PHOENIX, Arizona, August 29. BILL Boomer, who has worked with countless swimmers at age group swimming clubs and universities through the years, is now a part of the University of Tennessee's swim program, head coach Matt Kredich officially announced today.
Boomer has been working with Tennessee swimmers since the Olympic Trials, offering his expertise on stroke technique to the Volunteers. His knowledge dates back to his years coaching at the University of Rochester, where he was offered the swim coach job in 1962 after years as a track and field coach. Having never been involved in swimming before then, Boomer studied the mechanics of the sport and has shared his insight as a guest coach at Stanford University and the University of Texas, among other top-level schools.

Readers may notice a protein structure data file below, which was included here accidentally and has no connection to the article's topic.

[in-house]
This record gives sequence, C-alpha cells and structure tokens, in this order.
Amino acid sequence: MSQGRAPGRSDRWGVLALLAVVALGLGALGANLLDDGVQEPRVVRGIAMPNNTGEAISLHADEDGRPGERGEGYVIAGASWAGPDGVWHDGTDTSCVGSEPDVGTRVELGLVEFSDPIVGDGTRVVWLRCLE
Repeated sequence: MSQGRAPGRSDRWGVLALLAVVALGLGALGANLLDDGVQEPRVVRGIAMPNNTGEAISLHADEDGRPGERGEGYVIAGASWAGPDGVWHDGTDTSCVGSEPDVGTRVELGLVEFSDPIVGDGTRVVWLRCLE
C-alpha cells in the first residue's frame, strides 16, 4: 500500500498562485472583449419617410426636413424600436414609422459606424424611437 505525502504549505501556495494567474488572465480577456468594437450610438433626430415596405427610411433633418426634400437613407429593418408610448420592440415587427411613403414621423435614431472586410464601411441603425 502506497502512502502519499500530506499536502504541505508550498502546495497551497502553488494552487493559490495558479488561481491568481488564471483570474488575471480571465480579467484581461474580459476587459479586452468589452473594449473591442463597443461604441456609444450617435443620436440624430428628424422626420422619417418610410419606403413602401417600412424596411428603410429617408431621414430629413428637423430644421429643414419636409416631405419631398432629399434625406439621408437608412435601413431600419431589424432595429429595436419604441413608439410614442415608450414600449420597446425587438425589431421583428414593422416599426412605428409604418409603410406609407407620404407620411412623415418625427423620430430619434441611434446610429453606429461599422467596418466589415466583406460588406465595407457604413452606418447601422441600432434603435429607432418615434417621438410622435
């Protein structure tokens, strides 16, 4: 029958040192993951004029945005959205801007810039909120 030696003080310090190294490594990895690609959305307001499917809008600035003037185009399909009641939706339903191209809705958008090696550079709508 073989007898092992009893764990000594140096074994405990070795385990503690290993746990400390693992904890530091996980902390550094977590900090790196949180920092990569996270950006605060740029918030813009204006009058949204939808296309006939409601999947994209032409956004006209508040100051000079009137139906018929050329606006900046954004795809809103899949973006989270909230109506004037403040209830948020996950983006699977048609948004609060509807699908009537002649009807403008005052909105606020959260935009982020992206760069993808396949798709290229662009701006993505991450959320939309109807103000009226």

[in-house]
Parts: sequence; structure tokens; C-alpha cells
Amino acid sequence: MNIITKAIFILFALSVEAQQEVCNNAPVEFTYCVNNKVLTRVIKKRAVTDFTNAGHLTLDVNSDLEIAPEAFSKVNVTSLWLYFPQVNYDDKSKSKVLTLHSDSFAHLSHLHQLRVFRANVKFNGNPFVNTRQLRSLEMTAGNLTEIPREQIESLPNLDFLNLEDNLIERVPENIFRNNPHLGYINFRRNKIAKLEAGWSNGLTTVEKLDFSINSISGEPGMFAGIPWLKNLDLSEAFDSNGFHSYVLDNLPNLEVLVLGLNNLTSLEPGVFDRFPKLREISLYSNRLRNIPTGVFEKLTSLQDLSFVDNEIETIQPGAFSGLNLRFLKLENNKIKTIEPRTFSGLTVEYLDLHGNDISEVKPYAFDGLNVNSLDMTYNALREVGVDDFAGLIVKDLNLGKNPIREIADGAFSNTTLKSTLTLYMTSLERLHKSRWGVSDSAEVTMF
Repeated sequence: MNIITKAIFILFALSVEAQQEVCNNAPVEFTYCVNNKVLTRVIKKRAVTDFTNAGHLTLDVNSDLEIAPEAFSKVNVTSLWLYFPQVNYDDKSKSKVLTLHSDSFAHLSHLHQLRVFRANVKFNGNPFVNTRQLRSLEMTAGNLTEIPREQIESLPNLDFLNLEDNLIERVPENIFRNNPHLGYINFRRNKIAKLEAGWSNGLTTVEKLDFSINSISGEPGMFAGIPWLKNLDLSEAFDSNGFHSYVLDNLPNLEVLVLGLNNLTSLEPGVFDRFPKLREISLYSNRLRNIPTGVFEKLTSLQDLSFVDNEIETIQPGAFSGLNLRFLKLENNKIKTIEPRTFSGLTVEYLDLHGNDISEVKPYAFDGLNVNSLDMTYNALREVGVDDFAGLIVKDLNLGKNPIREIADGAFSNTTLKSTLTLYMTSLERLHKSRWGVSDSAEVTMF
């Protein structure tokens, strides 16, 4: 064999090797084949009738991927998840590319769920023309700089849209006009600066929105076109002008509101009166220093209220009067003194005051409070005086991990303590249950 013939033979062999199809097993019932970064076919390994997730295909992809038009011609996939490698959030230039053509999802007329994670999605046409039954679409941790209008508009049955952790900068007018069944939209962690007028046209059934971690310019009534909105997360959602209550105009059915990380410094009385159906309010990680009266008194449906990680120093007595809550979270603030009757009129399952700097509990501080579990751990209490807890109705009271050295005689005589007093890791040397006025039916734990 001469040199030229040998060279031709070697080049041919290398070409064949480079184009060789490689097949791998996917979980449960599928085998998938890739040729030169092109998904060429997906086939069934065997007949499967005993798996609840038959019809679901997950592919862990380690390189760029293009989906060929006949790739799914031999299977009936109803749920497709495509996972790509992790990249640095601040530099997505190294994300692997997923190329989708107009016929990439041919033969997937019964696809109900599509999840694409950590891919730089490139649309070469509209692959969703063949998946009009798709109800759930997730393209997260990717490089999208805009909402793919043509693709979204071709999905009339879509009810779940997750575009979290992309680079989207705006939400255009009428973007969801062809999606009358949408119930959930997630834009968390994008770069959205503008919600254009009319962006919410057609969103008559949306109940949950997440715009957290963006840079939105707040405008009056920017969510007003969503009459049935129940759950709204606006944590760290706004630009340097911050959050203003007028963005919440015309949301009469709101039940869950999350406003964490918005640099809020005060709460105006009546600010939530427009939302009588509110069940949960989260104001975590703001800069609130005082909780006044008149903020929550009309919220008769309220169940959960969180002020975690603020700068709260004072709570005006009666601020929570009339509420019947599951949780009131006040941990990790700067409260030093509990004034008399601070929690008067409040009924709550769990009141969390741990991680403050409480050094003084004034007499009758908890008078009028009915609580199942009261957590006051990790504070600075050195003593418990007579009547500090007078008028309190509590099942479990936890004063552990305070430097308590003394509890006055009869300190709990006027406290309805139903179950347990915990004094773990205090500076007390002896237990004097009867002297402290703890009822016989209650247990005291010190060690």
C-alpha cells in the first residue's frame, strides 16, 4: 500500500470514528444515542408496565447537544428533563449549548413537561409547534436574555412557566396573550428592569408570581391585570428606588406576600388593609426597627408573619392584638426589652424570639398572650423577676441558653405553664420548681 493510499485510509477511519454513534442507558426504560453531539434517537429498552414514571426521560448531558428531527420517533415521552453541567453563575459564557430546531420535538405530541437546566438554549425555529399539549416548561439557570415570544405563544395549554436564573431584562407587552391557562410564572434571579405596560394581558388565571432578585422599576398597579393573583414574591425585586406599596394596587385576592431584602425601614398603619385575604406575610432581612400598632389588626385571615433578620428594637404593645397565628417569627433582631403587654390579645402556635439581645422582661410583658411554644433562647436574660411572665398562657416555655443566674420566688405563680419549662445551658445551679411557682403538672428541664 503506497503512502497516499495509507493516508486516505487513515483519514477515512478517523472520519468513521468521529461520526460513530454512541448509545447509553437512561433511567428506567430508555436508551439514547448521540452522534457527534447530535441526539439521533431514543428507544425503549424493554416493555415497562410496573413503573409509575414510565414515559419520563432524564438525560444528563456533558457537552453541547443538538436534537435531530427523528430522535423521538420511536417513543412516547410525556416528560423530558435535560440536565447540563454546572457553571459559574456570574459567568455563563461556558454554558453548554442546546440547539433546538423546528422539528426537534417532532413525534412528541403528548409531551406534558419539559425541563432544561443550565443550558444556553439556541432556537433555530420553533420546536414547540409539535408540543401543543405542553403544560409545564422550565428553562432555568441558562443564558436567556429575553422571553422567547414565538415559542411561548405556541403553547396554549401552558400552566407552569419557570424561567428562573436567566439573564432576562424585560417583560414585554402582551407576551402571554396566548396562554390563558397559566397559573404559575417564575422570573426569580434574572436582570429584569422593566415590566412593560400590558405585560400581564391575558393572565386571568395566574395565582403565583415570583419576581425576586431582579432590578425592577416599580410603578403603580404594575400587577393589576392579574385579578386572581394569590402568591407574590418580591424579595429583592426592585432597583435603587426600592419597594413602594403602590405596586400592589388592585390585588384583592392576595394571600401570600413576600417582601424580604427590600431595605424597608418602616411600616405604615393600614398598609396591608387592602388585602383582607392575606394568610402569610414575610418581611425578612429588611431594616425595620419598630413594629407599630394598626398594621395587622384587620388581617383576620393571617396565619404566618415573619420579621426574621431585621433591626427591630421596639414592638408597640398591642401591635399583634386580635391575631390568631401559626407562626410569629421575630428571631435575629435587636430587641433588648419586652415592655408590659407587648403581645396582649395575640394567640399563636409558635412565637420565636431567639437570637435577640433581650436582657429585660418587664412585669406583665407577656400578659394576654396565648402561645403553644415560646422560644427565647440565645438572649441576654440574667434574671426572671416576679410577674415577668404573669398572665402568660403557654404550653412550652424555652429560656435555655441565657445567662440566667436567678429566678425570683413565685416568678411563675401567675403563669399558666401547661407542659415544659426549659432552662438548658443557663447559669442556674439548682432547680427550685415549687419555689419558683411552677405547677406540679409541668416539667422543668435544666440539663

“We are incredibly fortunate to have Bill Boomer working with us as our volunteer assistant coach this year,” Kredich said in a statement sent to Swimming World. “At Tennessee we are committed to the process of continuous improvement, and we have found one of the most influential and visionary coaches in the world to help us drive that process forward. He's a fantastic teacher, a great motivator, and yet another member of our staff who brings energy, expertise and passion to every practice.”
Boomer has also had influence on the United States' Olympic squad, working as an assistant coach at the 2000 Olympics. One of his most famous philosophies on swimming is the notion that a swimmer is either a “cat” or a “dog,” in relation to their approach to training and racing. Boomer described this philosophy to Swimming World.TV in this March 2008 interview.